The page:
New production projects and a fresh shale boom are likely to boost oil production by a million barrels per year and result in an oversupply in the upcoming years. The US investment bank Goldman Sachs predicts that “2017-19 is likely to see the largest increase in mega projects’ production in history, as the record 2011-13 capex commitment yields fruit”. The bank also said in its recently published research note that OPEC’s decision to curb production for the first time in almost a decade in a bid to tame the existing oversupply and thus reduce price volatility and increase stability unintentionally helped the shale producers.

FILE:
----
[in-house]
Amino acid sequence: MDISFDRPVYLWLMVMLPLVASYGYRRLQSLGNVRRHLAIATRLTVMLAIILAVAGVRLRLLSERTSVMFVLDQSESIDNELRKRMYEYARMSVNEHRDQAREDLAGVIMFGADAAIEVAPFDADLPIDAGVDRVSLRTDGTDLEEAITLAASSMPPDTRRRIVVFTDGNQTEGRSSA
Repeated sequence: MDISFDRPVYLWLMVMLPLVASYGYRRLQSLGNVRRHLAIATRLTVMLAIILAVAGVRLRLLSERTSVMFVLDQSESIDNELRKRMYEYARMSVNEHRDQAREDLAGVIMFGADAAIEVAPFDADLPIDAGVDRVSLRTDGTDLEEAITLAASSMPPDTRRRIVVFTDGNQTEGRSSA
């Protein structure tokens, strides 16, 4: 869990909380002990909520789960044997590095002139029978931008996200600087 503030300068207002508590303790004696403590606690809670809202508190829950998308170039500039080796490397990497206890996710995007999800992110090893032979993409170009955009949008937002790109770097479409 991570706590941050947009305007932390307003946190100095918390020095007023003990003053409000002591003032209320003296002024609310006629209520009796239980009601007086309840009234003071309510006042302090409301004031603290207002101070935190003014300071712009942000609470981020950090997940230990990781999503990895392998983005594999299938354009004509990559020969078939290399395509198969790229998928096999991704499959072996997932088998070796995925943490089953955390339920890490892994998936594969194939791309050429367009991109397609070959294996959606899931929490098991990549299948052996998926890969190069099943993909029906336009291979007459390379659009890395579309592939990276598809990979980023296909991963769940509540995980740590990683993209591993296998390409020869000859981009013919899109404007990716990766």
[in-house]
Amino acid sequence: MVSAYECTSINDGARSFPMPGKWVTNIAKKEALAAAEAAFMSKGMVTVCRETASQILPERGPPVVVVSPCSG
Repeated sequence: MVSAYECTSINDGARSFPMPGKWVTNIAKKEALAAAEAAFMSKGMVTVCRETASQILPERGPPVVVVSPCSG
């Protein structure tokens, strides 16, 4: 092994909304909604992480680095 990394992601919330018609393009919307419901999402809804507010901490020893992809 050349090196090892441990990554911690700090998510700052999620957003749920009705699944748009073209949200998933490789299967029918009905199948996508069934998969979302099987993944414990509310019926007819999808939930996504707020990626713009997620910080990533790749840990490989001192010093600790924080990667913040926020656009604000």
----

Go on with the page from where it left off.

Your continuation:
“However, the unintended consequence was to underwrite shale activity through a bullish credit market at a time when delayed delivery of the 2011-13 capex boom could lead to record non-OPEC production growth in 2018,” the note further read. The Organization of the Petroleum Exporting Countries, or OPEC, agreed to curb its production by approximately 1.2 million barrels per day from 1 January this year. Russian and other non-OPEC countries producers agreed to jointly cut by an extra 600,000 bpd.
Goldman Sachs further commented that the cartel was likely to weigh the risk of long-term market share loss against the benefit of stability before deciding whether to extend production curbs. “US shale oil currently offers large-scale development opportunities with 6-9 months to peak production. In this environment, OPEC’s rational decision is to leverage on its cost leadership to maximize market share, while managing short-term inventory imbalances,” the bank said.